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Allied Corp. v. United States International Trade Commission

UNITED STATES COURT OF APPEALS FOR THE FEDERAL CIRCUIT


January 21, 1986

ALLIED CORPORATION, APPELLANT,
v.
UNITED STATES INTERNATIONAL TRADE COMMISSION, APPELLEE, NIPPON STEEL CORPORATION AND NIPPON STEEL U.S.A., INC., INTERVENORS, HITACHI METALS, LTD. AND HITACHI METALS INTERNATIONAL, LTD., INTERVENORS, VACUUMSCHMELZE GMBH, INTERVENOR

On Motion.

Before Markey, Chief Judge, Friedman and Davis, Circuit Judges.

Markey

Order

This is a joint motion of ITC and the intervenors (movants) for a decision on certain jurisdictional questions before review on the merits. Movants argue that the court is without jurisdiction and the appeal should be dismissed because it was filed out of time.

Allied filed its notice of appeal on February 13, 1985. The appeal is from a July 6, 1984 determination of the International Trade Commission (ITC) adopting the findings of an administrative law judge (ALJ) regarding the importation of certain amorphous metal alloys alleged to infringe three of Allied's patents. The ALJ determined that two of the patents were invalid, but that the third patent was valid and infringed by the imported articles.

On October 15, 1984, the ITC issued an order excluding those articles which infringed the one patent held valid and infringed. On December 17, 1984, the Presidential review period for that exclusion order expired. Because Allied prevailed in respect of that patent and the exclusion order, it could not appeal from that order. Similarly, if the President had disapproved the exclusion order, Allied would have had no basis for appeal, the President's action having rendered the ITC determination of no force or effect. Duracell, Inc. v. U.S. International Trade Commission, 778 F.2d 1578 (Fed. Cir. 1985).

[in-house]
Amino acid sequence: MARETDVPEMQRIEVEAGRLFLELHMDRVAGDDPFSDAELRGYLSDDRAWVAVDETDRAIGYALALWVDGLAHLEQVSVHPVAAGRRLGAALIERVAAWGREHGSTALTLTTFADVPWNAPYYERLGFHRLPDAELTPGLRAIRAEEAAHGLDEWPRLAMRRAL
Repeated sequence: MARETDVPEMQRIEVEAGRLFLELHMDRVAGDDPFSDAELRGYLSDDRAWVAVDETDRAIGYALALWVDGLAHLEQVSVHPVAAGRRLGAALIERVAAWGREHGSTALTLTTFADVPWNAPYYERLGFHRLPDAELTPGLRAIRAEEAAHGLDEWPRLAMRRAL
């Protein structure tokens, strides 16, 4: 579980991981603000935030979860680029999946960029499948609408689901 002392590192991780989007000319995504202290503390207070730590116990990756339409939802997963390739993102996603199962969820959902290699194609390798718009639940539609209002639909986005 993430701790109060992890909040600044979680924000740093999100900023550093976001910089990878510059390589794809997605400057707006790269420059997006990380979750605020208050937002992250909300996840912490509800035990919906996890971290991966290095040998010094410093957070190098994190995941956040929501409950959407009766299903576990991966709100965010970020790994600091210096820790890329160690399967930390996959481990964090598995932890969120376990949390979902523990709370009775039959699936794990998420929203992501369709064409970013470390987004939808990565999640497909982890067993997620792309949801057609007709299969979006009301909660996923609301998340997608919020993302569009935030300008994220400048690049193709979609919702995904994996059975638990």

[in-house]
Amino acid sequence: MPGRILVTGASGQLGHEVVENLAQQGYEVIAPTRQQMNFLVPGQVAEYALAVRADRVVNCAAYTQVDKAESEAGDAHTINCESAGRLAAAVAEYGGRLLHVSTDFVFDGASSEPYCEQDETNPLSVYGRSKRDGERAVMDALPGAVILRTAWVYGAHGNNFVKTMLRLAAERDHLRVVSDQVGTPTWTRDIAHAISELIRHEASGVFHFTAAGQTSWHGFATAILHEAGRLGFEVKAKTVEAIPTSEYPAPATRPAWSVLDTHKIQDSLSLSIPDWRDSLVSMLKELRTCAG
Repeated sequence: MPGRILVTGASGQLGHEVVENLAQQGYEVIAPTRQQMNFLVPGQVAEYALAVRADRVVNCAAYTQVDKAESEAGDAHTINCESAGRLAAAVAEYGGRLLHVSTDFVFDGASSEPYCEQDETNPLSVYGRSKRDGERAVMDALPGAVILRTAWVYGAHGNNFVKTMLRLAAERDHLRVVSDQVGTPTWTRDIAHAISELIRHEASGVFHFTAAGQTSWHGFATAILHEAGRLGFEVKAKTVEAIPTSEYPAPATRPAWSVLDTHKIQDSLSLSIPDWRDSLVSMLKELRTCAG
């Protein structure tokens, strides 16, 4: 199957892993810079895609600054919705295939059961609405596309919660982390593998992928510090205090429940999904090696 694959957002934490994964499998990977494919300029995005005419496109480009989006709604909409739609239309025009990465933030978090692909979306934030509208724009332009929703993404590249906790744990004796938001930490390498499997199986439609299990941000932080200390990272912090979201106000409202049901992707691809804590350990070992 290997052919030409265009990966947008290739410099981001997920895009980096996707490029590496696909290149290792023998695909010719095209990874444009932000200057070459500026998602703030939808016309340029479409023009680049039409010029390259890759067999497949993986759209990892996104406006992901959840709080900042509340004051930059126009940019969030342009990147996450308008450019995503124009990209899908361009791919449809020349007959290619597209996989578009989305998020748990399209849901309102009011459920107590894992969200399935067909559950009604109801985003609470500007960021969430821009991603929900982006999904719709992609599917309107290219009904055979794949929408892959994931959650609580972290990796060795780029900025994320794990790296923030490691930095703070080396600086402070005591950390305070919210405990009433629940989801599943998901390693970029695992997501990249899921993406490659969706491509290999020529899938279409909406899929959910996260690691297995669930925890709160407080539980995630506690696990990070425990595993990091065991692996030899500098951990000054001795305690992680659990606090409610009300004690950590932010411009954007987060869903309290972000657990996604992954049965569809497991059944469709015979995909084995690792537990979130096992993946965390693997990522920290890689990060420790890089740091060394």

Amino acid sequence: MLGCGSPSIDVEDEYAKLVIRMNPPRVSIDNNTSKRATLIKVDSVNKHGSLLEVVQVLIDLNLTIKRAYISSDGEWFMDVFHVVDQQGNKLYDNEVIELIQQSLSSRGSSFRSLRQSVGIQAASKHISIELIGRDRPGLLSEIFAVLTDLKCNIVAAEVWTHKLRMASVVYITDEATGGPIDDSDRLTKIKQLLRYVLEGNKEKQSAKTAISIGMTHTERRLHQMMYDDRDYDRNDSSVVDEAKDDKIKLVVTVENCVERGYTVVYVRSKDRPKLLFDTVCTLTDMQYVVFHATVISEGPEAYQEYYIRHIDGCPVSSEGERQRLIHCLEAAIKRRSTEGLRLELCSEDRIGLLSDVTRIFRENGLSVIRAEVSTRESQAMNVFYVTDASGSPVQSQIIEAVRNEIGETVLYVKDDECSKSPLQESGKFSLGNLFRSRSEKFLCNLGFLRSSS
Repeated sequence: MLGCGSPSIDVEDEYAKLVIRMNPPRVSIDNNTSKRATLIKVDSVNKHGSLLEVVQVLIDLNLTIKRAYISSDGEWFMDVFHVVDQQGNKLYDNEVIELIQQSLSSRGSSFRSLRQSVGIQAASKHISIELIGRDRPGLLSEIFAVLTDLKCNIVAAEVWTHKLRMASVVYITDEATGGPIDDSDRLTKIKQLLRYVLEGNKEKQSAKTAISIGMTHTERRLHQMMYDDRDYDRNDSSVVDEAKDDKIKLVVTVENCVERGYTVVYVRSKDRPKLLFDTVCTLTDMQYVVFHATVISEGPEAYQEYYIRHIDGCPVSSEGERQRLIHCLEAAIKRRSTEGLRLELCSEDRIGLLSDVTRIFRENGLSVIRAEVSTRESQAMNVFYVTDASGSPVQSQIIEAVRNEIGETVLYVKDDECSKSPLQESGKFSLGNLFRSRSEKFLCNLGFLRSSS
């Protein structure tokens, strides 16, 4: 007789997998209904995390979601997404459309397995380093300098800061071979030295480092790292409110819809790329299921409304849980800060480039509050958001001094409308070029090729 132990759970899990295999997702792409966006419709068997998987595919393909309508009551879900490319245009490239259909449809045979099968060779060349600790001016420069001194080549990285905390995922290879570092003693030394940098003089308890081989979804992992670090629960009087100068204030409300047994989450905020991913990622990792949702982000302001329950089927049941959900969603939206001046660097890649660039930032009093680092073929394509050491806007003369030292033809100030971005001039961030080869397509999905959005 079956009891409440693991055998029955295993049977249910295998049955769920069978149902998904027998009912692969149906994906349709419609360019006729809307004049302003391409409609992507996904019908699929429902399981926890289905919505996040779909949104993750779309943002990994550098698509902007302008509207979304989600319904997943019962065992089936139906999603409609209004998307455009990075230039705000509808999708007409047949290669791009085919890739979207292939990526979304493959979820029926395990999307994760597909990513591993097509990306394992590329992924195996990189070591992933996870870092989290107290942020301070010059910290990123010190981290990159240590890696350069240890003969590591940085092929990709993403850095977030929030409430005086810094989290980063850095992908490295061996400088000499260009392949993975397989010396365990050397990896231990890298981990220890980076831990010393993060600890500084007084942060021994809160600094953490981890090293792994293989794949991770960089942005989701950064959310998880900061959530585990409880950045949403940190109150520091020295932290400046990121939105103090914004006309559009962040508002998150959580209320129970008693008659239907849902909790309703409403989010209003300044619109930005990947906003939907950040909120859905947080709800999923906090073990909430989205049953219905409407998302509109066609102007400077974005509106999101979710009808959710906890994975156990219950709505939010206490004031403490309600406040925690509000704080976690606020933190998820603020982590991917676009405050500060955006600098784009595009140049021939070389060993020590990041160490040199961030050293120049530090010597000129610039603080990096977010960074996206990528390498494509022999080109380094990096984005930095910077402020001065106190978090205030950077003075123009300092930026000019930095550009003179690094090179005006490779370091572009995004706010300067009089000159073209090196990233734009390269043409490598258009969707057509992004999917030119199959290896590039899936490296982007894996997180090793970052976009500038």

The ITC argues that its July 6, 1984 order adopting the ALJ's determination constituted the final order from which Allied was required to appeal. The only determination by which Allied is aggrieved is that holding two of its patents invalid. That determination was final as of July 6, 1984, there being no provision for Presidential review, or for other administrative proceedings, following a determination that does not lead to an exclusion order.

Allied asserts that a § 337(c) proceeding is a single entity and that it was waiting for expiration of the Presidential review period. The argument is without merit. Cf. Federal Trade Commission v. Minneapolis-Honeywell Regulator Co., 344 U.S. 206, 97 L. Ed. 245, 73 S. Ct. 245 (1952). Further, it is contrary to Allied's interests here. As above indicated, Allied was without an appeal from the determination that its one patent was valid and infringed, regardless of the result of Presidential review. The July 6, 1984 determination, on the other hand, meant that the goods challenged by Allied as infringements of its other two patents could continue to be imported. Allied has cited no reason for continuing to suffer importation of those goods for seven months, while awaiting an action of the President that could not possibly effect its right to appeal from the July 6, 1984 determination.*fn1

Allied's notice of appeal was filed more than 60 days after the July 6, 1984 determination of the ITC and more than 60 days after the November 11, 1984 reimposition by Congress of the 60-day limitation. Technical Amendments to the Federal Court Improvements Act of 1982, Pub. L. No. 98-620, § 413, 98 Stat. 3362 (1984) (the Act). Allied's appeal is thus untimely and must be dismissed.*fn2

Accordingly, IT IS ORDERED THAT:

The joint motion for determination of whether this court has jurisdiction of the appeal is granted, the question is answered in the negative, and the appeal is dismissed.

FOR THE COURT

Howard T. Markey

Chief Judge


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